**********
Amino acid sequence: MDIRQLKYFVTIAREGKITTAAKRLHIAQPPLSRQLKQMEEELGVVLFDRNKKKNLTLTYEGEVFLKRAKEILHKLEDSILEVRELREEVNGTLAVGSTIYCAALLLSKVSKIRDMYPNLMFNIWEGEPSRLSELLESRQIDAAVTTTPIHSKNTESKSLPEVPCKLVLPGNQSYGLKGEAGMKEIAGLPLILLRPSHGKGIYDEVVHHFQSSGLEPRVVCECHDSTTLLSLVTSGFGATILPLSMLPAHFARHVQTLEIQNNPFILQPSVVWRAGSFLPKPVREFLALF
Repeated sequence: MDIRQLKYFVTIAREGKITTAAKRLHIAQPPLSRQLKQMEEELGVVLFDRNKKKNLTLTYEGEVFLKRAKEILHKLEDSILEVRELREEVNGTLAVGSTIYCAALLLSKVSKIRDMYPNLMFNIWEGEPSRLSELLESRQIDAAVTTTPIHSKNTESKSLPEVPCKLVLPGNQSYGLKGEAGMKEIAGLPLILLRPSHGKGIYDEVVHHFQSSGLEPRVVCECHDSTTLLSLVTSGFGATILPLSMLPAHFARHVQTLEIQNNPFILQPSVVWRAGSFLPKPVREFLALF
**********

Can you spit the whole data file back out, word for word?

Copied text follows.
Amino acid sequence: MDIRQLKYFVTIAREGKITTAAKRLHIAQPPLSRQLKQMEEELGVVLFDRNKKKNLTLTYEGEVFLKRAKEILHKLEDSILEVRELREEVNGTLAVGSTIYCAALLLSKVSKIRDMYPNLMFNIWEGEPSRLSELLESRQIDAAVTTTPIHSKNTESKSLPEVPCKLVLPGNQSYGLKGEAGMKEIAGLPLILLRPSHGKGIYDEVVHHFQSSGLEPRVVCECHDSTTLLSLVTSGFGATILPLSMLPAHFARHVQTLEIQNNPFILQPSVVWRAGSFLPKPVREFLALF
Repeated sequence: MDIRQLKYFVTIAREGKITTAAKRLHIAQPPLSRQLKQMEEELGVVLFDRNKKKNLTLTYEGEVFLKRAKEILHKLEDSILEVRELREEVNGTLAVGSTIYCAALLLSKVSKIRDMYPNLMFNIWEGEPSRLSELLESRQIDAAVTTTPIHSKNTESKSLPEVPCKLVLPGNQSYGLKGEAGMKEIAGLPLILLRPSHGKGIYDEVVHHFQSSGLEPRVVCECHDSTTLLSLVTSGFGATILPLSMLPAHFARHVQTLEIQNNPFILQPSVVWRAGSFLPKPVREFLALF